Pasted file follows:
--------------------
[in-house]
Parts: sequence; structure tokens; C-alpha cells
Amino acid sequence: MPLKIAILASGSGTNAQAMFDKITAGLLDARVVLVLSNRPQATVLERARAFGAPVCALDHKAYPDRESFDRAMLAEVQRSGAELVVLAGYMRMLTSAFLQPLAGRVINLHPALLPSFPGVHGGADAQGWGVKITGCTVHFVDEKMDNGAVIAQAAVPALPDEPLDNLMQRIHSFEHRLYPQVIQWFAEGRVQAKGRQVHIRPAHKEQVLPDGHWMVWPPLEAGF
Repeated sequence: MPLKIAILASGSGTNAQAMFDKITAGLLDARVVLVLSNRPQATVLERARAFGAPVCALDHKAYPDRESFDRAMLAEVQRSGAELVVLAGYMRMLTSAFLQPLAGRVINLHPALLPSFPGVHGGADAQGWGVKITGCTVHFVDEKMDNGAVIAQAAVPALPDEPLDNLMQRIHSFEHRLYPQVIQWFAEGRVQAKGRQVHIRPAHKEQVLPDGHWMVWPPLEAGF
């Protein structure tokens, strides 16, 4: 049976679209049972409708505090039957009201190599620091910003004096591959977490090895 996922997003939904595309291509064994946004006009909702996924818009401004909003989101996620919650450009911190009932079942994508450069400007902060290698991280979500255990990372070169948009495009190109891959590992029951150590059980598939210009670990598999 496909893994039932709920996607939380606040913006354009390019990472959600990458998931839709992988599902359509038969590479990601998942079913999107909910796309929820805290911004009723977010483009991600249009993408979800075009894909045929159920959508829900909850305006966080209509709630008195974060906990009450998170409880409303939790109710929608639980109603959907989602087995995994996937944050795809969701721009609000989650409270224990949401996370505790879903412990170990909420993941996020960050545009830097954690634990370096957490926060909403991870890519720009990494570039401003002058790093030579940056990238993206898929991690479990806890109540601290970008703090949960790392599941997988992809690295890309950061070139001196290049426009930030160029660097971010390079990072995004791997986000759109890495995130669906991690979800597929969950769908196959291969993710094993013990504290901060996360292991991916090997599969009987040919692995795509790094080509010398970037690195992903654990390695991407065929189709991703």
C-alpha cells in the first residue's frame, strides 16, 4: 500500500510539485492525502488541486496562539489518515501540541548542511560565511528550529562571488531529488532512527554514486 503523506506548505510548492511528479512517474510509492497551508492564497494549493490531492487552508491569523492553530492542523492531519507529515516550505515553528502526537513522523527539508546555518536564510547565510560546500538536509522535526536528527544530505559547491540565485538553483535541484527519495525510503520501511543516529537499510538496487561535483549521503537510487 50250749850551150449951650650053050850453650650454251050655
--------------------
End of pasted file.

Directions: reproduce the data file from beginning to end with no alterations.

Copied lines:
[in-house]
Parts: sequence; structure tokens; C-alpha cells
Amino acid sequence: MPLKIAILASGSGTNAQAMFDKITAGLLDARVVLVLSNRPQATVLERARAFGAPVCALDHKAYPDRESFDRAMLAEVQRSGAELVVLAGYMRMLTSAFLQPLAGRVINLHPALLPSFPGVHGGADAQGWGVKITGCTVHFVDEKMDNGAVIAQAAVPALPDEPLDNLMQRIHSFEHRLYPQVIQWFAEGRVQAKGRQVHIRPAHKEQVLPDGHWMVWPPLEAGF
Repeated sequence: MPLKIAILASGSGTNAQAMFDKITAGLLDARVVLVLSNRPQATVLERARAFGAPVCALDHKAYPDRESFDRAMLAEVQRSGAELVVLAGYMRMLTSAFLQPLAGRVINLHPALLPSFPGVHGGADAQGWGVKITGCTVHFVDEKMDNGAVIAQAAVPALPDEPLDNLMQRIHSFEHRLYPQVIQWFAEGRVQAKGRQVHIRPAHKEQVLPDGHWMVWPPLEAGF
């Protein structure tokens, strides 16, 4: 049976679209049972409708505090039957009201190599620091910003004096591959977490090895 996922997003939904595309291509064994946004006009909702996924818009401004909003989101996620919650450009911190009932079942994508450069400007902060290698991280979500255990990372070169948009495009190109891959590992029951150590059980598939210009670990598999 496909893994039932709920996607939380606040913006354009390019990472959600990458998931839709992988599902359509038969590479990601998942079913999107909910796309929820805290911004009723977010483009991600249009993408979800075009894909045929159920959508829900909850305006966080209509709630008195974060906990009450998170409880409303939790109710929608639980109603959907989602087995995994996937944050795809969701721009609000989650409270224990949401996370505790879903412990170990909420993941996020960050545009830097954690634990370096957490926060909403991870890519720009990494570039401003002058790093030579940056990238993206898929991690479990806890109540601290970008703090949960790392599941997988992809690295890309950061070139001196290049426009930030160029660097971010390079990072995004791997986000759109890495995130669906991690979800597929969950769908196959291969993710094993013990504290901060996360292991991916090997599969009987040919692995795509790094080509010398970037690195992903654990390695991407065929189709991703």
C-alpha cells in the first residue's frame, strides 16, 4: 500500500510539485492525502488541486496562539489518515501540541548542511560565511528550529562571488531529488532512527554514486 503523506506548505510548492511528479512517474510509492497551508492564497494549493490531492487552508491569523492553530492542523492531519507529515516550505515553528502526537513522523527539508546555518536564510547565510560546500538536509522535526536528527544530505559547491540565485538553483535541484527519495525510503520501511543516529537499510538496487561535483549521503537510487 50250749850551150449951650650053050850453650650454251050655